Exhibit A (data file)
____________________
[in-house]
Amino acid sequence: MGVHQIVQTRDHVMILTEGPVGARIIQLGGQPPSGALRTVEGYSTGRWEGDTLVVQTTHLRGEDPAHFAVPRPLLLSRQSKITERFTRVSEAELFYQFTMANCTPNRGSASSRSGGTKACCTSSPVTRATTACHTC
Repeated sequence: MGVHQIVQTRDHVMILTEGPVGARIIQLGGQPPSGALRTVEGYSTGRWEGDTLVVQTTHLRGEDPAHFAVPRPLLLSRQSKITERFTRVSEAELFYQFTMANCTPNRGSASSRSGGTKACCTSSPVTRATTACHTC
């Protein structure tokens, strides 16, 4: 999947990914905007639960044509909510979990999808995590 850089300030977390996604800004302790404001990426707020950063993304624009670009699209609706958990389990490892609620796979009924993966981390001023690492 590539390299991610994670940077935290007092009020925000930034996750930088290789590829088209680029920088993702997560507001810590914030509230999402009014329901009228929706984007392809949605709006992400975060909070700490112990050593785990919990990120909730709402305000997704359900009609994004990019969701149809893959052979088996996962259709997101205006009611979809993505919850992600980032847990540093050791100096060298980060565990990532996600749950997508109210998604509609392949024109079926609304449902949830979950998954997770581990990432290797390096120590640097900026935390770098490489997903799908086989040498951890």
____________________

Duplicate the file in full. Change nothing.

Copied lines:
[in-house]
Amino acid sequence: MGVHQIVQTRDHVMILTEGPVGARIIQLGGQPPSGALRTVEGYSTGRWEGDTLVVQTTHLRGEDPAHFAVPRPLLLSRQSKITERFTRVSEAELFYQFTMANCTPNRGSASSRSGGTKACCTSSPVTRATTACHTC
Repeated sequence: MGVHQIVQTRDHVMILTEGPVGARIIQLGGQPPSGALRTVEGYSTGRWEGDTLVVQTTHLRGEDPAHFAVPRPLLLSRQSKITERFTRVSEAELFYQFTMANCTPNRGSASSRSGGTKACCTSSPVTRATTACHTC
């Protein structure tokens, strides 16, 4: 999947990914905007639960044509909510979990999808995590 850089300030977390996604800004302790404001990426707020950063993304624009670009699209609706958990389990490892609620796979009924993966981390001023690492 590539390299991610994670940077935290007092009020925000930034996750930088290789590829088209680029920088993702997560507001810590914030509230999402009014329901009228929706984007392809949605709006992400975060909070700490112990050593785990919990990120909730709402305000997704359900009609994004990019969701149809893959052979088996996962259709997101205006009611979809993505919850992600980032847990540093050791100096060298980060565990990532996600749950997508109210998604509609392949024109079926609304449902949830979950998954997770581990990432290797390096120590640097900026935390770098490489997903799908086989040498951890």